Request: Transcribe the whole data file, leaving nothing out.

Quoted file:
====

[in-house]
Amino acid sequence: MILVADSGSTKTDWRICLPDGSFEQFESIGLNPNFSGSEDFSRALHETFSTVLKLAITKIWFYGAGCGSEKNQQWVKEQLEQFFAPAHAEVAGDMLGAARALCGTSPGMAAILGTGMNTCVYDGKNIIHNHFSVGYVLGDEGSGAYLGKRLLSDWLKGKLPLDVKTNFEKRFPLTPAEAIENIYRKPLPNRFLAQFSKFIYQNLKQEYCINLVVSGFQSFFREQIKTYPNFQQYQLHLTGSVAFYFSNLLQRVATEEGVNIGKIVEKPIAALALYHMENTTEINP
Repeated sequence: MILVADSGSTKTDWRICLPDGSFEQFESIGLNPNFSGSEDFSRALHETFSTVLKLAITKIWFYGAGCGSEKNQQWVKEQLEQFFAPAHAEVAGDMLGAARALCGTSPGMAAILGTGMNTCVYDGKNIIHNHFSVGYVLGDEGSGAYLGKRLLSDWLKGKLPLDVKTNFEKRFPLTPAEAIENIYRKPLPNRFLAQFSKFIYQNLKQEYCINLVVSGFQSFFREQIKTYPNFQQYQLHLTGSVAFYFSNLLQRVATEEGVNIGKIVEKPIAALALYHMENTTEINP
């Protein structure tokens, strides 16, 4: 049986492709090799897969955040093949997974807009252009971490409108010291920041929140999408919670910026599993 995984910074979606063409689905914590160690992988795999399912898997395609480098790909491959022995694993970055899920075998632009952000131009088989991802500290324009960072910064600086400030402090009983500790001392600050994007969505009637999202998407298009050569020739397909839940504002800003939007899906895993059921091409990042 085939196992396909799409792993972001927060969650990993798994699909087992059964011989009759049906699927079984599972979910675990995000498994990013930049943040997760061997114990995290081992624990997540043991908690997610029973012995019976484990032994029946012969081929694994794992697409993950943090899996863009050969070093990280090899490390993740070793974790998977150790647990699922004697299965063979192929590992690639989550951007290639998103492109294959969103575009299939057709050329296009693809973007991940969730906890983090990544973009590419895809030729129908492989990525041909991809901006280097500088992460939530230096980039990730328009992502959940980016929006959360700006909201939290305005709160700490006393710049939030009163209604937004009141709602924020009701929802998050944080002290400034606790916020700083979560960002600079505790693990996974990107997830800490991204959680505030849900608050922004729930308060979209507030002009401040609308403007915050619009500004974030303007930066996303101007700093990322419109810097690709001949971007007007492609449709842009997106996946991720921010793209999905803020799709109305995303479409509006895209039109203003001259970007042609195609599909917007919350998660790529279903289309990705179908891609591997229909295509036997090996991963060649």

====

[in-house]
Amino acid sequence: MILVADSGSTKTDWRICLPDGSFEQFESIGLNPNFSGSEDFSRALHETFSTVLKLAITKIWFYGAGCGSEKNQQWVKEQLEQFFAPAHAEVAGDMLGAARALCGTSPGMAAILGTGMNTCVYDGKNIIHNHFSVGYVLGDEGSGAYLGKRLLSDWLKGKLPLDVKTNFEKRFPLTPAEAIENIYRKPLPNRFLAQFSKFIYQNLKQEYCINLVVSGFQSFFREQIKTYPNFQQYQLHLTGSVAFYFSNLLQRVATEEGVNIGKIVEKPIAALALYHMENTTEINP
Repeated sequence: MILVADSGSTKTDWRICLPDGSFEQFESIGLNPNFSGSEDFSRALHETFSTVLKLAITKIWFYGAGCGSEKNQQWVKEQLEQFFAPAHAEVAGDMLGAARALCGTSPGMAAILGTGMNTCVYDGKNIIHNHFSVGYVLGDEGSGAYLGKRLLSDWLKGKLPLDVKTNFEKRFPLTPAEAIENIYRKPLPNRFLAQFSKFIYQNLKQEYCINLVVSGFQSFFREQIKTYPNFQQYQLHLTGSVAFYFSNLLQRVATEEGVNIGKIVEKPIAALALYHMENTTEINP
């Protein structure tokens, strides 16, 4: 049986492709090799897969955040093949997974807009252009971490409108010291920041929140999408919670910026599993 995984910074979606063409689905914590160690992988795999399912898997395609480098790909491959022995694993970055899920075998632009952000131009088989991802500290324009960072910064600086400030402090009983500790001392600050994007969505009637999202998407298009050569020739397909839940504002800003939007899906895993059921091409990042 085939196992396909799409792993972001927060969650990993798994699909087992059964011989009759049906699927079984599972979910675990995000498994990013930049943040997760061997114990995290081992624990997540043991908690997610029973012995019976484990032994029946012969081929694994794992697409993950943090899996863009050969070093990280090899490390993740070793974790998977150790647990699922004697299965063979192929590992690639989550951007290639998103492109294959969103575009299939057709050329296009693809973007991940969730906890983090990544973009590419895809030729129908492989990525041909991809901006280097500088992460939530230096980039990730328009992502959940980016929006959360700006909201939290305005709160700490006393710049939030009163209604937004009141709602924020009701929802998050944080002290400034606790916020700083979560960002600079505790693990996974990107997830800490991204959680505030849900608050922004729930308060979209507030002009401040609308403007915050619009500004974030303007930066996303101007700093990322419109810097690709001949971007007007492609449709842009997106996946991720921010793209999905803020799709109305995303479409509006895209039109203003001259970007042609195609599909917007919350998660790529279903289309990705179908891609591997229909295509036997090996991963060649």